Fourteen Years of EverQuest

Another anniversary in Norrath has come.  14 years ago I was coming home from Fry’s with the game, only to install it and be captured by it.

That seems like a lifetime ago, so much has happened in my life and the world since that day in 1999.  But the game still stand, still runs, is still alive.

Banners in the Plane of Knowledge

Banners in the Plane of Knowledge

A year ago, EverQuest became a teenager, an time of change in most lives.  For EQ it meant a change to the free to play model.

This year, things are a bit more subdued.  There were a few changes to what was free.  SOE no longer charges for races and classes, though I am not sure how much of a difference that will make. Races don’t have the burdens associated with them that they did back at launch, and I have to wonder, if SOE is making them free was anybody paying for them?  You don’t give away a best seller.  Bag slots and shared bank slots though, that seems like something you could sell quite well.  Here was what they said:

  • We are opening up ALL CLASSES.*
  • We are opening up ALL RACES. **
  • All bag slots are unlocked.
  • All players can now use the shared bank slots.
  • The quest journal restrictions are lifted entirely. Quest away!
  • Additionally, EverQuest is allowing all players to send delivery parcels!

That will make it easier when people go back to visit.

As for visiting, nobody in our last guild on the Vox server has been on in nearly a year besides myself.  But there are so many other games to play these days.

 

9 thoughts on “Fourteen Years of EverQuest

  1. bhagpuss

    In celebration of the relaxing of the restrictions I made a new ratonga shadowknight on EQ2 today. When it came to choosing a server I noticed that all servers were at “Light” load.

    Now, that was at about 11 am my time, which makes it something like 6am on the U.S. East Coast and 3am on the West, but even so I’m pretty sure that a year or two back at least Ant Bayle and Freeport would have been a bit busier than that.

    On the other hand, in the hour or so I was playing I saw half a dozen other newbies exploring the shores of Timorous Deep and when I logged into Stromm in EQ1 a few days ago at around the same time of day there were plenty of people in POK and The Bazaar.

    Obviously no older game can compete with its own heyday but there’s life in many of them still. Whether there really will be enough demand for three Everquest MMOs running simultaneously, though….

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  2. Mekhios

    I missed the original Everquest. At that time MMO’s did not feature in my gaming lineup. It wasn’t until WoW was released that I started playing MMO’s. I did try the Everquest II (from memory it was set on an island?) trial but at the time had too many other games competing for my attention. It seemed like a very deep MMO from the little I tried.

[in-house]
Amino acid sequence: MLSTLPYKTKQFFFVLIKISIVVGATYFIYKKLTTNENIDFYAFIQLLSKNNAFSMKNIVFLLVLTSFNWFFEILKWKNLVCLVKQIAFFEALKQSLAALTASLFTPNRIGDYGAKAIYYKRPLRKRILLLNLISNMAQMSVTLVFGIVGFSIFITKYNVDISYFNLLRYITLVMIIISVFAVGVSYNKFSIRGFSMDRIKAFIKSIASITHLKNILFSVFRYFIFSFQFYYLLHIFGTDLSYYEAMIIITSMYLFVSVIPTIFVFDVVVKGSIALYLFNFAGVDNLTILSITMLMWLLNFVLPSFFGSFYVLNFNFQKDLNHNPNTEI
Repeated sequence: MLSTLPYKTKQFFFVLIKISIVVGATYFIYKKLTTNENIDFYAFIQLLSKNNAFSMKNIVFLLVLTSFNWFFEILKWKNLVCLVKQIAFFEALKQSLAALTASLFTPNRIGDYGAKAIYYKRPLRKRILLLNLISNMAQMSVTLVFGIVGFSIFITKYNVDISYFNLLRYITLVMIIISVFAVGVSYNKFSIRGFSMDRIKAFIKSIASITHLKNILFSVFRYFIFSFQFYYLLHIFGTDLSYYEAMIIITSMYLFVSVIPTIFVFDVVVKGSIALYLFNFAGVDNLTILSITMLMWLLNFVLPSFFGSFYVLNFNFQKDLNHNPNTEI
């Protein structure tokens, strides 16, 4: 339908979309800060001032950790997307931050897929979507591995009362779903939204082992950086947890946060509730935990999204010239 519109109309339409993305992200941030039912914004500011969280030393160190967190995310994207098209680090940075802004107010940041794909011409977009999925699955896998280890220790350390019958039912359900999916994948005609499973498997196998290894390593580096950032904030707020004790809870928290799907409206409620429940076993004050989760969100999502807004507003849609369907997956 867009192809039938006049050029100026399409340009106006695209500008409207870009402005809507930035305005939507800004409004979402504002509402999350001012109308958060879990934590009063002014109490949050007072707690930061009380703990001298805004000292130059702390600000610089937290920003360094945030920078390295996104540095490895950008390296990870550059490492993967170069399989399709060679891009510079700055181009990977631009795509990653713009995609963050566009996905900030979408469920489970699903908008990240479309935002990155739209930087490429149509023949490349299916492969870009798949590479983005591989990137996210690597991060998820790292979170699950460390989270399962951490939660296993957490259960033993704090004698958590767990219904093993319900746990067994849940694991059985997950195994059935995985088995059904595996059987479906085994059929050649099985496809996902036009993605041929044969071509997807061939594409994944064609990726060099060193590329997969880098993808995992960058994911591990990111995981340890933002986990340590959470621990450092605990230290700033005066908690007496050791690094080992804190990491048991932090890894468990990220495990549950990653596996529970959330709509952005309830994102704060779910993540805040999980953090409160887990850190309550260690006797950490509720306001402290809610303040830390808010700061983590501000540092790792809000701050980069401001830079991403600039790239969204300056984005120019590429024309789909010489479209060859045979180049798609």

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  3. Tyler Murphy

    I am glad they lifted the restrictions. It quite possibly seemed like a good idea at some point, but it was far too restricting. Often, I found myself think “Man, I should roll an XY … oh wait, those are restricted. I guess I should won’t play.”

    It sucks for those who did buy though!

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  4. Gavin

    @Tyler

    I don’t follow why it would suck for those that paid. Hollywood makes some new blockbuster movie. Some people pay and go watch it. A while later it’s on TV. Sucks for those that paid?

    Back to games If you paid $10 for some feature and then got 2 or 3 evenings worth of entertainment out of it, that’s pretty cheap entertainment.

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  5. flosch

    It was not only an annoying restriction for yourself as a player, I can’t think that it was a good choice for the game “ecosystem”. You always want to attract new players to replace the old-timers that stop playing. Most new players will probably start with a F2P account and therefore be funneled into a small subset of races and classes. Once those players decided to stay for good, they probably grew attached to their character, so you’d end up with certain classes much more often, which is rarely a good thing.

    Of course, powerleveling (at least in EQ2) made that less of a problem. You find a group of people, you roll another alt, you spend all of one afternoon, and are close to the level cap. Which, of course, is stupid in different ways.

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  6. Wilhelm Arcturus Post author

    @Gavin – You are comparing very different experience, watching a movie in a theater and seeing a movie with commercials on TV. That is not even close to being a parallel with what he is saying.

    If you bought the Wood Elf race a few weeks back and now, suddenly, it is free, you must admit that you would feel a little out of sorts, right?

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  7. HarbingerZero

    I know how much you love them, so I couldn’t resist poking fun. (-: I agree that they don’t change minds – maybe people forget they are used to teach/explain, rather than convince/argue.

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